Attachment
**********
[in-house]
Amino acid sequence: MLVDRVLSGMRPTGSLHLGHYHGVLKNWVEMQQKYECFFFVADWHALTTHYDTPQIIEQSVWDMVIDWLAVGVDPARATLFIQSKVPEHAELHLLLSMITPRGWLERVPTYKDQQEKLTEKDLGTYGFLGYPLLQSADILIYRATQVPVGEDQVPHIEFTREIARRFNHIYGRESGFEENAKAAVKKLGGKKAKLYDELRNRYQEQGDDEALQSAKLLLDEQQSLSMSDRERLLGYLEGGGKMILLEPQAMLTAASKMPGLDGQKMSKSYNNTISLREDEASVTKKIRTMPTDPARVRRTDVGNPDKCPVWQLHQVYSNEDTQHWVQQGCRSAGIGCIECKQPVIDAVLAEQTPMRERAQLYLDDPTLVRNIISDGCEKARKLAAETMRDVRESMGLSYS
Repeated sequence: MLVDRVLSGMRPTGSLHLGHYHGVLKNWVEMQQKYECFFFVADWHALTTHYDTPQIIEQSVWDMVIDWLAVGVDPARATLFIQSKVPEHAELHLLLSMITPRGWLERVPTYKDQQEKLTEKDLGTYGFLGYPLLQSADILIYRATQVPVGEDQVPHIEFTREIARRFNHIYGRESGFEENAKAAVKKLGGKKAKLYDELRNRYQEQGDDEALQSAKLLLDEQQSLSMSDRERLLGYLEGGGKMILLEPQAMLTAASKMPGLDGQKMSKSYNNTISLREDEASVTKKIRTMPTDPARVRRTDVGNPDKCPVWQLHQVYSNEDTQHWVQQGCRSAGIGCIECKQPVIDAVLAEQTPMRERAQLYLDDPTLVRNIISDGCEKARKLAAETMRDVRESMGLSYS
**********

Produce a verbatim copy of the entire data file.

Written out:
[in-house]
Amino acid sequence: MLVDRVLSGMRPTGSLHLGHYHGVLKNWVEMQQKYECFFFVADWHALTTHYDTPQIIEQSVWDMVIDWLAVGVDPARATLFIQSKVPEHAELHLLLSMITPRGWLERVPTYKDQQEKLTEKDLGTYGFLGYPLLQSADILIYRATQVPVGEDQVPHIEFTREIARRFNHIYGRESGFEENAKAAVKKLGGKKAKLYDELRNRYQEQGDDEALQSAKLLLDEQQSLSMSDRERLLGYLEGGGKMILLEPQAMLTAASKMPGLDGQKMSKSYNNTISLREDEASVTKKIRTMPTDPARVRRTDVGNPDKCPVWQLHQVYSNEDTQHWVQQGCRSAGIGCIECKQPVIDAVLAEQTPMRERAQLYLDDPTLVRNIISDGCEKARKLAAETMRDVRESMGLSYS
Repeated sequence: MLVDRVLSGMRPTGSLHLGHYHGVLKNWVEMQQKYECFFFVADWHALTTHYDTPQIIEQSVWDMVIDWLAVGVDPARATLFIQSKVPEHAELHLLLSMITPRGWLERVPTYKDQQEKLTEKDLGTYGFLGYPLLQSADILIYRATQVPVGEDQVPHIEFTREIARRFNHIYGRESGFEENAKAAVKKLGGKKAKLYDELRNRYQEQGDDEALQSAKLLLDEQQSLSMSDRERLLGYLEGGGKMILLEPQAMLTAASKMPGLDGQKMSKSYNNTISLREDEASVTKKIRTMPTDPARVRRTDVGNPDKCPVWQLHQVYSNEDTQHWVQQGCRSAGIGCIECKQPVIDAVLAEQTPMRERAQLYLDDPTLVRNIISDGCEKARKLAAETMRDVRESMGLSYS